That left the government, which already had rebuffed Willumstad’s requests for financing similar to that provided to investment banks struggling in the financial crisis.
Willumstad testified that after receiving a paper copy of the government’s rescue offer on Sept. 16, 2008, he took a call from Paulson and Timothy Geithner, at the time the head of the Federal Reserve Bank of New York. He said Geithner told him the conditions delivered to AIG “were the only terms we were going to get.”
Marshall Huebner, a lawyer for the New York Fed, also testified, and spoke to the legal reasoning for the structure of parts of the bailout.
Demanding that AIG provide preferred shares instead of warrants for common stock as originally contemplated allowed the New York Fed to head off de-stabilizing challenges to control of the company which might have undermined the government’s goal of calming the economy, Huebner testified.
Starr asserts that the switch was made to avoid accountability to shareholders for the onerous terms of the rescue.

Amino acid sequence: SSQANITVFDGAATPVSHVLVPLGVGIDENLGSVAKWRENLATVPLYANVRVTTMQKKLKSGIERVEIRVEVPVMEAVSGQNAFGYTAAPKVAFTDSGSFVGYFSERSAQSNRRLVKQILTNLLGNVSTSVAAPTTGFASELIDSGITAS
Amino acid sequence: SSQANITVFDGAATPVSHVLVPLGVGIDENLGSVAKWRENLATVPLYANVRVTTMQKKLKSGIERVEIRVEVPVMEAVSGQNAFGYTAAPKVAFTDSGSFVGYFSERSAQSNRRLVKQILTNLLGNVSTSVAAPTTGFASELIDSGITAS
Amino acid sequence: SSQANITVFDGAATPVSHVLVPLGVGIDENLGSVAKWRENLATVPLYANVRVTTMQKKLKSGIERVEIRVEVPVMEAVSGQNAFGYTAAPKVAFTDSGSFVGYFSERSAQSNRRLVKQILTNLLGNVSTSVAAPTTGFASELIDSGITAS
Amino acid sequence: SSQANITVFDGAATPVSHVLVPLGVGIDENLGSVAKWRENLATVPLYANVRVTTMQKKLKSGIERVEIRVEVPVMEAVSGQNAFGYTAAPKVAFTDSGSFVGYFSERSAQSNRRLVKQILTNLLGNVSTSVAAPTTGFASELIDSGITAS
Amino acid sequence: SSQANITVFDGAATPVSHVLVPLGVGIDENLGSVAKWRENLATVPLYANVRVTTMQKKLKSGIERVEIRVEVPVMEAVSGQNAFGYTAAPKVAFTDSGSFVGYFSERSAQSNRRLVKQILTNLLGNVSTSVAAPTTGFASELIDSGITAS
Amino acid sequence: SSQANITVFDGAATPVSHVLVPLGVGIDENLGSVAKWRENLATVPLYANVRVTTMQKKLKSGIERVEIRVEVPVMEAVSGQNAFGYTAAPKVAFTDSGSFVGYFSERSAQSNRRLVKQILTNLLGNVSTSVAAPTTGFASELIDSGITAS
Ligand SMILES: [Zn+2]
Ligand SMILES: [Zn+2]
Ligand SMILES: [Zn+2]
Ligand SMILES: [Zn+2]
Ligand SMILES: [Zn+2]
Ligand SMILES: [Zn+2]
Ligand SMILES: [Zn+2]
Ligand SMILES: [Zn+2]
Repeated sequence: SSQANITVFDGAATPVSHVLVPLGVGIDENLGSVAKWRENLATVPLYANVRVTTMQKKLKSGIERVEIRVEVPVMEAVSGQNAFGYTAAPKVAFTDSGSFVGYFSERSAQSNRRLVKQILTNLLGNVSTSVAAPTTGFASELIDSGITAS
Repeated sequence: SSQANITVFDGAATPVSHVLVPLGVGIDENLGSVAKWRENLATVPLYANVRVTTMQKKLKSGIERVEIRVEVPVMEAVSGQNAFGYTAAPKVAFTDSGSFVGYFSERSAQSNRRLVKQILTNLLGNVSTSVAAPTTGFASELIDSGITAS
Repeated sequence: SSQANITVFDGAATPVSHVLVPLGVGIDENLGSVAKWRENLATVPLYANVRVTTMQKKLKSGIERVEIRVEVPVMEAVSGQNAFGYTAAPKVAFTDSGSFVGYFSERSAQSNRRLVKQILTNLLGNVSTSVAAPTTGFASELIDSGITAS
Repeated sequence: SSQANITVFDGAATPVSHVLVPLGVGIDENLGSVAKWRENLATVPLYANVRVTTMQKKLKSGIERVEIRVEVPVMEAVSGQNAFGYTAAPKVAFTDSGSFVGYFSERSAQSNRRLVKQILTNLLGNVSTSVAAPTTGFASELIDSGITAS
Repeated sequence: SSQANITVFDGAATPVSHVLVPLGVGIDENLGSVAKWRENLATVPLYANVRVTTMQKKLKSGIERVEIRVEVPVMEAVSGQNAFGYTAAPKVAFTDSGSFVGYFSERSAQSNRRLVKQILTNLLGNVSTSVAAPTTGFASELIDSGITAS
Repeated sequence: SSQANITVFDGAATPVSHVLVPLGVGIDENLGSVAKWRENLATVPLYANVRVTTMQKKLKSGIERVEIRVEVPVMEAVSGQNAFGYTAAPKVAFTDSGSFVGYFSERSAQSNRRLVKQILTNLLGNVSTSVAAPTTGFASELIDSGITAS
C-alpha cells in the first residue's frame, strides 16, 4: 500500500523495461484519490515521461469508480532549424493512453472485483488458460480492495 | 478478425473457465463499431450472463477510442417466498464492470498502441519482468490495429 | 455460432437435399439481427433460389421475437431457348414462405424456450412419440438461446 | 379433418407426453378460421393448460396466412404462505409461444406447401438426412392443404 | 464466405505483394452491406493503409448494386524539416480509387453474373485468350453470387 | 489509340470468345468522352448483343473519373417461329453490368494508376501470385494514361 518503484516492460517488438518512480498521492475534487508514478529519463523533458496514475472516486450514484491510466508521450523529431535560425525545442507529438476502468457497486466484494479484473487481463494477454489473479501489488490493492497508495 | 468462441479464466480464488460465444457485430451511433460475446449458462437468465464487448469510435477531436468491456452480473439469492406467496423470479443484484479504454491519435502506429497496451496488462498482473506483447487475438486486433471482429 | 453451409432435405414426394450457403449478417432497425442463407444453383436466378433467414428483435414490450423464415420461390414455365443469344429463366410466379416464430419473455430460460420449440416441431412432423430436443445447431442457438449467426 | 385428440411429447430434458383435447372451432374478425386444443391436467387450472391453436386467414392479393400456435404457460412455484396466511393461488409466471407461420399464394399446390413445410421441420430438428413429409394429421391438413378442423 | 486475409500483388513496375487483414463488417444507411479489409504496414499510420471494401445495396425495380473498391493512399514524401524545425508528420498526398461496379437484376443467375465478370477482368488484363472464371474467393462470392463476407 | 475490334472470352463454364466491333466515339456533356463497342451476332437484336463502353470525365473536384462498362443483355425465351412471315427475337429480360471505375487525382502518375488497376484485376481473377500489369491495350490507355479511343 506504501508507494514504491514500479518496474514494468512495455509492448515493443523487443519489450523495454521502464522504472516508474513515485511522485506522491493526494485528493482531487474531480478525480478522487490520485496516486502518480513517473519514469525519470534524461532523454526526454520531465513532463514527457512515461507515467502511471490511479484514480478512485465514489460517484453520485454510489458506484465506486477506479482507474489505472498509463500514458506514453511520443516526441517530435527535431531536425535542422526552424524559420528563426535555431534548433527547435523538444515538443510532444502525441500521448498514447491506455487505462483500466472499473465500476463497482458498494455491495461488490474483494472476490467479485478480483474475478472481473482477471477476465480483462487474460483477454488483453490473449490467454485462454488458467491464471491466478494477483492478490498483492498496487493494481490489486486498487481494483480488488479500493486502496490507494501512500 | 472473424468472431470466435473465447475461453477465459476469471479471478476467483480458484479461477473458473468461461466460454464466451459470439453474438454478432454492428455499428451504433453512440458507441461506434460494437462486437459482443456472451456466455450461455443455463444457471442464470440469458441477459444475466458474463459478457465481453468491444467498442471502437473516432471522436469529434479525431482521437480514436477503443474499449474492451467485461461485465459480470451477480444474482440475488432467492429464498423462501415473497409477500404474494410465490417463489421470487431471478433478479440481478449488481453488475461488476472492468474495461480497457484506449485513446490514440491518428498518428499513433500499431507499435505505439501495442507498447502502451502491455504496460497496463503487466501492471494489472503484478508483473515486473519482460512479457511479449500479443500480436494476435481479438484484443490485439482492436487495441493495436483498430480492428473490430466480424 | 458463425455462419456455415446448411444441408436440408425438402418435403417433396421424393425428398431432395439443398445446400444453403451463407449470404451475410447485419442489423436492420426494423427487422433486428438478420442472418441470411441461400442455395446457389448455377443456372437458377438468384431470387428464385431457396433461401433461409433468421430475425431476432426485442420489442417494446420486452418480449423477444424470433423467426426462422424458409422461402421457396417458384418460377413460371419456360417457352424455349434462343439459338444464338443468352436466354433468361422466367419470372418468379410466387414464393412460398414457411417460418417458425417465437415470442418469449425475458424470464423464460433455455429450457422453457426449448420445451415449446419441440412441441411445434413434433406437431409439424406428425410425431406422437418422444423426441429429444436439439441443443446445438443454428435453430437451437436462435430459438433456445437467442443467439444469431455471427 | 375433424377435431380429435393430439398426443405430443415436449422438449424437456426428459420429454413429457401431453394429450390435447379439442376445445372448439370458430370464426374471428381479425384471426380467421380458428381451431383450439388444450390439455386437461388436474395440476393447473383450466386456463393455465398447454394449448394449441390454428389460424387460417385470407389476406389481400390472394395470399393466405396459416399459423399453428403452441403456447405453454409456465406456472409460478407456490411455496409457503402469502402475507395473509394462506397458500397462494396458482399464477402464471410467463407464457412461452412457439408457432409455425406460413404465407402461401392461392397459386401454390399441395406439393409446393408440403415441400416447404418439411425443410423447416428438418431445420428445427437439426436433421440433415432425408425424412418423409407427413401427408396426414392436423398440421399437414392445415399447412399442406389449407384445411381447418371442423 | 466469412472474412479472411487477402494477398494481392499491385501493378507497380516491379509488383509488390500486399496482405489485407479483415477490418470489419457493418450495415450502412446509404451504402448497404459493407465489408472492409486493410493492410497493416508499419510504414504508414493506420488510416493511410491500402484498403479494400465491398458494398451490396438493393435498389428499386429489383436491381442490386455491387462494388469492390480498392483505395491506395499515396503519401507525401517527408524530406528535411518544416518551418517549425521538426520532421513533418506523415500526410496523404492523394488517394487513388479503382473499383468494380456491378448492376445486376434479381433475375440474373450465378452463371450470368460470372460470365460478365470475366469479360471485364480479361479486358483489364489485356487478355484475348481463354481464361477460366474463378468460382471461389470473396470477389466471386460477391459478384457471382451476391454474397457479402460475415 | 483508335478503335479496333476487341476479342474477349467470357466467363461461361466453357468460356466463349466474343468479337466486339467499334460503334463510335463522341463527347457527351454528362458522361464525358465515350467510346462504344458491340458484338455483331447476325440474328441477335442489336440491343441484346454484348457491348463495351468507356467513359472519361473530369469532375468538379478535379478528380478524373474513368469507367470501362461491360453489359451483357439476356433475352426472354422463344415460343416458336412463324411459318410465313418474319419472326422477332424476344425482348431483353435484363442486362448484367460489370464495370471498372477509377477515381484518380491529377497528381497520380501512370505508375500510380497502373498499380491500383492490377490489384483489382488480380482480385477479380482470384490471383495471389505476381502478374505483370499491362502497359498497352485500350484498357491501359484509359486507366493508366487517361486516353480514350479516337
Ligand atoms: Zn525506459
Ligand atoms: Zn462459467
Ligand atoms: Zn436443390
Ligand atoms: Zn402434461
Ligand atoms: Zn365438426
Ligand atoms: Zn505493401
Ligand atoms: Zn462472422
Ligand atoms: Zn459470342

AIG directors served only one-year terms and service wasn’t staggered, meaning directors were at a “relatively high risk of being fired in one shot,” Huebner said.
That made it imperative for the government to claim its controlling interest, something that could be most quickly done by getting preferred shares, which didn’t require a shareholder vote or any other action beyond board approval, he said.
“You could sculpt the preferred to what the board wants,” Huebner told the court.
Huebner also testified that the New York Fed sought to strike a balance between limiting involvement in AIG while protecting taxpayer investment in the company.
“The Fed didn’t want to have intrusive or unworkable involvement,” said Huebner, of the law firm Davis Polk & Wardwell LLP.
“Not controlling’ was continually a pulsating thought we kept hearing from our client,” Huebner said under questioning by Josh Gardner, a Justice Department lawyer.
Wheeler signaled his continued interest regarding the Fed’s authority to demand equity in a company during questioning of Huebner on that subject on Nov. 4.
“Whatever this witness says cannot change the language in the statute or in other legal memos that we have in evidence,” the judge said.
In a preliminary ruling in the case in 2012, Wheeler wrote that he didn’t accept the government’s position that the Fed’s emergency powers allowed it to demand stock from a company.
The case is Starr International Co. v. U.S., 11-cv-00779, U.S. Court of Federal Claims (Washington).